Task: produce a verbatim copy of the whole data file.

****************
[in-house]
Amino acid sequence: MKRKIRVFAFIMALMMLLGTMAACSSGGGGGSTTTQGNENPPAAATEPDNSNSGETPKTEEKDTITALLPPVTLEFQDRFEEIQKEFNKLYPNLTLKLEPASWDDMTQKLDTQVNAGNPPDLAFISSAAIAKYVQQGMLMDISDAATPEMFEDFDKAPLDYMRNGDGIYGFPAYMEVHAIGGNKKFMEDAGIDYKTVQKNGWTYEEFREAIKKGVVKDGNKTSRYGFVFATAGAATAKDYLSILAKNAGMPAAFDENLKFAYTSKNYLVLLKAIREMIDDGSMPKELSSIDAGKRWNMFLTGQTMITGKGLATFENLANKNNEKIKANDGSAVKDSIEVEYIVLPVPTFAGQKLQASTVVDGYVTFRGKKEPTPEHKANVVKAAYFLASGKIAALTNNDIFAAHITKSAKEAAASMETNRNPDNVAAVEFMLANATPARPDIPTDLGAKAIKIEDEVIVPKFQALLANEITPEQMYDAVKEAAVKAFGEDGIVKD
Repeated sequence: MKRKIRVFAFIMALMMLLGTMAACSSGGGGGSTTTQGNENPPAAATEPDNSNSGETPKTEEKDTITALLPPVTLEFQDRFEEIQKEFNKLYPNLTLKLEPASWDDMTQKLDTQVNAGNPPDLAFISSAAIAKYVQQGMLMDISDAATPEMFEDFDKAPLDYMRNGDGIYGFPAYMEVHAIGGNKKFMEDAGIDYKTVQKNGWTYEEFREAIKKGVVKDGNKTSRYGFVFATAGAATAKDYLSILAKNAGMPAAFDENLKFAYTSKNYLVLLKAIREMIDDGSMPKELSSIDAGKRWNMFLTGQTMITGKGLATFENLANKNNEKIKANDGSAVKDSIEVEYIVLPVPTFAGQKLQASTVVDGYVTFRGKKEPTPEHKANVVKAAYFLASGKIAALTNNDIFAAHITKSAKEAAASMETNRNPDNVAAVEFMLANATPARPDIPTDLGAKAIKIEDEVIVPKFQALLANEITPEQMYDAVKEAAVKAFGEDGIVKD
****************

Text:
[in-house]
Amino acid sequence: MKRKIRVFAFIMALMMLLGTMAACSSGGGGGSTTTQGNENPPAAATEPDNSNSGETPKTEEKDTITALLPPVTLEFQDRFEEIQKEFNKLYPNLTLKLEPASWDDMTQKLDTQVNAGNPPDLAFISSAAIAKYVQQGMLMDISDAATPEMFEDFDKAPLDYMRNGDGIYGFPAYMEVHAIGGNKKFMEDAGIDYKTVQKNGWTYEEFREAIKKGVVKDGNKTSRYGFVFATAGAATAKDYLSILAKNAGMPAAFDENLKFAYTSKNYLVLLKAIREMIDDGSMPKELSSIDAGKRWNMFLTGQTMITGKGLATFENLANKNNEKIKANDGSAVKDSIEVEYIVLPVPTFAGQKLQASTVVDGYVTFRGKKEPTPEHKANVVKAAYFLASGKIAALTNNDIFAAHITKSAKEAAASMETNRNPDNVAAVEFMLANATPARPDIPTDLGAKAIKIEDEVIVPKFQALLANEITPEQMYDAVKEAAVKAFGEDGIVKD
Repeated sequence: MKRKIRVFAFIMALMMLLGTMAACSSGGGGGSTTTQGNENPPAAATEPDNSNSGETPKTEEKDTITALLPPVTLEFQDRFEEIQKEFNKLYPNLTLKLEPASWDDMTQKLDTQVNAGNPPDLAFISSAAIAKYVQQGMLMDISDAATPEMFEDFDKAPLDYMRNGDGIYGFPAYMEVHAIGGNKKFMEDAGIDYKTVQKNGWTYEEFREAIKKGVVKDGNKTSRYGFVFATAGAATAKDYLSILAKNAGMPAAFDENLKFAYTSKNYLVLLKAIREMIDDGSMPKELSSIDAGKRWNMFLTGQTMITGKGLATFENLANKNNEKIKANDGSAVKDSIEVEYIVLPVPTFAGQKLQASTVVDGYVTFRGKKEPTPEHKANVVKAAYFLASGKIAALTNNDIFAAHITKSAKEAAASMETNRNPDNVAAVEFMLANATPARPDIPTDLGAKAIKIEDEVIVPKFQALLANEITPEQMYDAVKEAAVKAFGEDGIVKD